March 6 (Bloomberg) -- General Motors Co., the world’s largest automaker, said it will take two to three months to announce a restructuring plan for its money-losing European operations.
Karl-Friedrich Stracke, head of GM Europe and chief executive officer of Opel, told reporters at the Geneva motor show that the automaker sees “high urgency” to fix its operations in the region, which lost $747 million last year before interest and taxes. The Detroit-based automaker’s plan until November was to break even in Europe.
“Two to three months I think we need, for sure, before we can speak more precisely on further details,” Stracke said. “We need to engage every stakeholder in the next two to three months to prepare for any decisions.”
GM said yesterday it will pay about 320 million euros ($420 million) to acquire 7 percent of PSA Peugeot Citroen, Europe’s second-largest carmaker. The two companies are forming an alliance for purchasing and vehicle development to reduce costs by about $2 billion annually within five years.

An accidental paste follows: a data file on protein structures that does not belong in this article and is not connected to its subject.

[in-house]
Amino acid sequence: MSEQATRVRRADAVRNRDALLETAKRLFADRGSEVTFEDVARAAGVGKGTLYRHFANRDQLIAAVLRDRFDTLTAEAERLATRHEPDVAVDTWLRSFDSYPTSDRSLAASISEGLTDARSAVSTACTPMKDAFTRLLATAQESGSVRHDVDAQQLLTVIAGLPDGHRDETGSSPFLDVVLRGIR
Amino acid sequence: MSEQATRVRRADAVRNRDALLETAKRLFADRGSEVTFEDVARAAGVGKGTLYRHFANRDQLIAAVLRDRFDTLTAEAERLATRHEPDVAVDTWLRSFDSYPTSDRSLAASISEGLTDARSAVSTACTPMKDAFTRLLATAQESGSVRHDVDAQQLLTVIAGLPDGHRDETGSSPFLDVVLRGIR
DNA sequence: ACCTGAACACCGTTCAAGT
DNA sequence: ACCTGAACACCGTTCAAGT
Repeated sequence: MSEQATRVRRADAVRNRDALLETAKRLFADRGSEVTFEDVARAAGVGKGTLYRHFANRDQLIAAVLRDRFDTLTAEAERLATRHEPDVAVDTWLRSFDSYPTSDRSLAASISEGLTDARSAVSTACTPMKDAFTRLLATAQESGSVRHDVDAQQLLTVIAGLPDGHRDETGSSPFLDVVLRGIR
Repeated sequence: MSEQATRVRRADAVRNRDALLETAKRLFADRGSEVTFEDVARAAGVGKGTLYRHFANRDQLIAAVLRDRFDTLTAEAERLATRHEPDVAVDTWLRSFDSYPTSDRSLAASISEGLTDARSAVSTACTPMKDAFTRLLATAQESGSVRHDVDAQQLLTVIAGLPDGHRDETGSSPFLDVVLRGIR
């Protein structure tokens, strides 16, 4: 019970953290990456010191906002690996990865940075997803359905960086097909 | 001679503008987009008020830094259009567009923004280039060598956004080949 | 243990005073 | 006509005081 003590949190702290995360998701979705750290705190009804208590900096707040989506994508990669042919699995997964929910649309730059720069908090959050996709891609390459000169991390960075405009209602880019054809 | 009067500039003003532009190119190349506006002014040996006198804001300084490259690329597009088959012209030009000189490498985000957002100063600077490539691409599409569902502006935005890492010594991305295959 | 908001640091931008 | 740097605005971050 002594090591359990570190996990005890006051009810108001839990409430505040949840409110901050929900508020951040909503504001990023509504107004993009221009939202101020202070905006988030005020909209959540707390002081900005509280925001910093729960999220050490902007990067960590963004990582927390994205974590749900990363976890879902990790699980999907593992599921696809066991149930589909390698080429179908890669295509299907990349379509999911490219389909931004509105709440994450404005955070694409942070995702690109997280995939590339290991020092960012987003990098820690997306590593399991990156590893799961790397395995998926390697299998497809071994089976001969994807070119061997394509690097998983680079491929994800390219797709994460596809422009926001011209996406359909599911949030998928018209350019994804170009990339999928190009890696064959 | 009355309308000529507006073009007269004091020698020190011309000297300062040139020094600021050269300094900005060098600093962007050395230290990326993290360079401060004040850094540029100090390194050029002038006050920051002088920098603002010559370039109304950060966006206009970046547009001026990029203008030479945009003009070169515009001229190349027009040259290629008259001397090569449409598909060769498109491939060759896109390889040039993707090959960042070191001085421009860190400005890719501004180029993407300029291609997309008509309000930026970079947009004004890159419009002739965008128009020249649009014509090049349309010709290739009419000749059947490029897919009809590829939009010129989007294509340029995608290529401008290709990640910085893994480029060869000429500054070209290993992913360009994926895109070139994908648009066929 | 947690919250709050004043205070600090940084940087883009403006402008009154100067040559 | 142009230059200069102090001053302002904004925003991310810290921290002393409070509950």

The partnership with Paris-based Peugeot won’t preclude GM from shrinking its operations in Europe, Stracke said.
“This alliance is not set up to fix anybody’s capacity issue,” he said. “That needs to be done by everybody engaged here. PSA will address theirs and we need to address ours.”
Chief Executive Officer Dan Akerson said last month that GM would craft a plan for Opel “in the next couple of months.”
GM slid 5.5 percent to $24.58 at the close in New York.
GM has opportunities to reduce its fixed costs before labor contracts in Europe that expire in 2014, Stephen Girsky, chairman of its Opel supervisory board, said in an interview in Geneva. Those cuts don’t have to be from closing plants or breaking contracts, he said.
Peugeot and GM’s combined purchasing budgets are about $125 billion for materials such as steel, glass, rubber and finished parts, according to a Feb. 29 slideshow presentation. Savings on materials costs “will take time to develop” as the automakers introduce new products, said Girsky, who is also a GM vice chairman.
GM and Peugeot’s agreement, which focuses initially on small and midsize cars, multipurpose vehicles and crossovers, calls for at least four products to be manufactured within four years or planned for production within the following 18 months.
“Near-term restructuring by GM in Europe is going to be largely incremental,” Peter Nesvold, a New York-based analyst at Jefferies & Co., said last week in a phone interview. “Most obvious fat has already been trimmed.”
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